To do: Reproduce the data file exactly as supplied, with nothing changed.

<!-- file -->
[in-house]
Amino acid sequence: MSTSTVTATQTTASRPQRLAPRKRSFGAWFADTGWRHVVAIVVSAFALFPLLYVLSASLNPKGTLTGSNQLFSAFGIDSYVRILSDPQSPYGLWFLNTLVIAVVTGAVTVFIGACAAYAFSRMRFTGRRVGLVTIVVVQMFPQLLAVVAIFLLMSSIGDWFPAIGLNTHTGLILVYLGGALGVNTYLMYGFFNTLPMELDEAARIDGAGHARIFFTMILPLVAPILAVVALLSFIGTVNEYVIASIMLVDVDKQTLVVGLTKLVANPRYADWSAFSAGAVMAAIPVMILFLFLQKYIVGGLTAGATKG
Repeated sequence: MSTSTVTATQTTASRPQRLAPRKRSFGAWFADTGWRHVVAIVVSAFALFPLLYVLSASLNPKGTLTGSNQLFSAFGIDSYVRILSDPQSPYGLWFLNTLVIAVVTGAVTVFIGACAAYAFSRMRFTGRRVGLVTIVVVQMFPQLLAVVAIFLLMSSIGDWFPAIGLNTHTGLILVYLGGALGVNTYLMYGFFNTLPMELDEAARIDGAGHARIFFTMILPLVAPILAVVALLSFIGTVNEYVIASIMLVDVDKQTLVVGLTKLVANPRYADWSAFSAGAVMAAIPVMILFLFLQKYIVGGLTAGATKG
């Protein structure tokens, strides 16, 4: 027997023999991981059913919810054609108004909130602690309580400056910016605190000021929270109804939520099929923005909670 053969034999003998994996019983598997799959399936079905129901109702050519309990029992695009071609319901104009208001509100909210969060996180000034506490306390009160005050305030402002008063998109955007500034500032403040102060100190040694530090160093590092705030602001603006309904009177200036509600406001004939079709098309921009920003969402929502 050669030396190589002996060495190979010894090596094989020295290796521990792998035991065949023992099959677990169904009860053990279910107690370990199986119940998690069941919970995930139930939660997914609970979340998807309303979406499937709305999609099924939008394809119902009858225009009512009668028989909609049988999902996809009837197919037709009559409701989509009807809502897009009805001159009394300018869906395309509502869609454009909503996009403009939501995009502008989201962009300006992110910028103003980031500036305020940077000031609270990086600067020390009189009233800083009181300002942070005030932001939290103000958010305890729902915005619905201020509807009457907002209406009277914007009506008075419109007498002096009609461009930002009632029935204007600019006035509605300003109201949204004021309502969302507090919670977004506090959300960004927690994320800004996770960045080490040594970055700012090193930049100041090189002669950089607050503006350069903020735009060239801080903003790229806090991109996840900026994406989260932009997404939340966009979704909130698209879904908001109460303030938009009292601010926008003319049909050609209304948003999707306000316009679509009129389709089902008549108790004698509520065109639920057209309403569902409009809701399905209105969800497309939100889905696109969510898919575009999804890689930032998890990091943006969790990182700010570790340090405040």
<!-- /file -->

[in-house]
Amino acid sequence: MSTSTVTATQTTASRPQRLAPRKRSFGAWFADTGWRHVVAIVVSAFALFPLLYVLSASLNPKGTLTGSNQLFSAFGIDSYVRILSDPQSPYGLWFLNTLVIAVVTGAVTVFIGACAAYAFSRMRFTGRRVGLVTIVVVQMFPQLLAVVAIFLLMSSIGDWFPAIGLNTHTGLILVYLGGALGVNTYLMYGFFNTLPMELDEAARIDGAGHARIFFTMILPLVAPILAVVALLSFIGTVNEYVIASIMLVDVDKQTLVVGLTKLVANPRYADWSAFSAGAVMAAIPVMILFLFLQKYIVGGLTAGATKG
Repeated sequence: MSTSTVTATQTTASRPQRLAPRKRSFGAWFADTGWRHVVAIVVSAFALFPLLYVLSASLNPKGTLTGSNQLFSAFGIDSYVRILSDPQSPYGLWFLNTLVIAVVTGAVTVFIGACAAYAFSRMRFTGRRVGLVTIVVVQMFPQLLAVVAIFLLMSSIGDWFPAIGLNTHTGLILVYLGGALGVNTYLMYGFFNTLPMELDEAARIDGAGHARIFFTMILPLVAPILAVVALLSFIGTVNEYVIASIMLVDVDKQTLVVGLTKLVANPRYADWSAFSAGAVMAAIPVMILFLFLQKYIVGGLTAGATKG
């Protein structure tokens, strides 16, 4: 027997023999991981059913919810054609108004909130602690309580400056910016605190000021929270109804939520099929923005909670 053969034999003998994996019983598997799959399936079905129901109702050519309990029992695009071609319901104009208001509100909210969060996180000034506490306390009160005050305030402002008063998109955007500034500032403040102060100190040694530090160093590092705030602001603006309904009177200036509600406001004939079709098309921009920003969402929502 050669030396190589002996060495190979010894090596094989020295290796521990792998035991065949023992099959677990169904009860053990279910107690370990199986119940998690069941919970995930139930939660997914609970979340998807309303979406499937709305999609099924939008394809119902009858225009009512009668028989909609049988999902996809009837197919037709009559409701989509009807809502897009009805001159009394300018869906395309509502869609454009909503996009403009939501995009502008989201962009300006992110910028103003980031500036305020940077000031609270990086600067020390009189009233800083009181300002942070005030932001939290103000958010305890729902915005619905201020509807009457907002209406009277914007009506008075419109007498002096009609461009930002009632029935204007600019006035509605300003109201949204004021309502969302507090919670977004506090959300960004927690994320800004996770960045080490040594970055700012090193930049100041090189002669950089607050503006350069903020735009060239801080903003790229806090991109996840900026994406989260932009997404939340966009979704909130698209879904908001109460303030938009009292601010926008003319049909050609209304948003999707306000316009679509009129389709089902008549108790004698509520065109639920057209309403569902409009809701399905209105969800497309939100889905696109969510898919575009999804890689930032998890990091943006969790990182700010570790340090405040």